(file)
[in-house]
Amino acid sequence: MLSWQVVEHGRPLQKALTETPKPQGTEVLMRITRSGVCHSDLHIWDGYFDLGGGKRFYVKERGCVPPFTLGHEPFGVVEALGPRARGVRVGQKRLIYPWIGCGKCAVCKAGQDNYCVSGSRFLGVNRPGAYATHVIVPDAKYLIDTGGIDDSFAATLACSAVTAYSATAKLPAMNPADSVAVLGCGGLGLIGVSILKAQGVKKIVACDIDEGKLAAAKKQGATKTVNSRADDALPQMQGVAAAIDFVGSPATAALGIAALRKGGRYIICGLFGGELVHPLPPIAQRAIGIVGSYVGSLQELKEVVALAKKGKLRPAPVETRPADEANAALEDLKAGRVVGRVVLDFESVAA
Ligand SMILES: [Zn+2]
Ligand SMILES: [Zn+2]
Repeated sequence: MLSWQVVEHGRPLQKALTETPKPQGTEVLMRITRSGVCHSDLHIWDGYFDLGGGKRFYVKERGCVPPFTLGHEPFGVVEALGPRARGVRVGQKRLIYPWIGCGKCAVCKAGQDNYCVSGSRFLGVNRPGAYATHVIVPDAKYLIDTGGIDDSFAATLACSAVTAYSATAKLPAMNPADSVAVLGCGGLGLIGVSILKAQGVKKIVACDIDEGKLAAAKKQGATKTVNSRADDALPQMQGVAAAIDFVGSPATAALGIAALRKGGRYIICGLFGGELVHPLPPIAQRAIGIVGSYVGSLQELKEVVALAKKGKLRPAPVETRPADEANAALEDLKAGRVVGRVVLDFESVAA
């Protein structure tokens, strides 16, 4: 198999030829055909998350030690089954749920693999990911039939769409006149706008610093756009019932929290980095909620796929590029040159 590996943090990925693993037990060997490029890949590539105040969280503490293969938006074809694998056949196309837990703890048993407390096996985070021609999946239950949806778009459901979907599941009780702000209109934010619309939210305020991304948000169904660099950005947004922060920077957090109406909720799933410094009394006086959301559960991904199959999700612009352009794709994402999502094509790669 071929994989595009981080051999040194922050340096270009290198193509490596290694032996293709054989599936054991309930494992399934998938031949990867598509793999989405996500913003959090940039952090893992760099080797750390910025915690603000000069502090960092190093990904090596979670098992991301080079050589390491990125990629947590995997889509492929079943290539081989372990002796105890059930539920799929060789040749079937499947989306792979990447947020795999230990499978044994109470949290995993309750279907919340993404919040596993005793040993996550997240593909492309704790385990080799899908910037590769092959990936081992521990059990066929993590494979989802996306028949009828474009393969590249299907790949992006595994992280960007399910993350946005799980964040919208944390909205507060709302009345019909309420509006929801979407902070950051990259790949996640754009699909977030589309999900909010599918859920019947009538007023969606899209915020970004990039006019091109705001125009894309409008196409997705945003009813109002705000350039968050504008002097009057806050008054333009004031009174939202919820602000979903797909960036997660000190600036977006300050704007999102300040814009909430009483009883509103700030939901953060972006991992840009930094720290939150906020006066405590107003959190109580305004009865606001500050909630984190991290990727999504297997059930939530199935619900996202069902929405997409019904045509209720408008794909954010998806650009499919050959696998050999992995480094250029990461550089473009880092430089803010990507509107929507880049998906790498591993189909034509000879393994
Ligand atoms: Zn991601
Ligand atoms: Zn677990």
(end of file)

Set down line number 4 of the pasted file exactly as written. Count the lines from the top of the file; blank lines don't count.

Ligand SMILES: [Zn+2]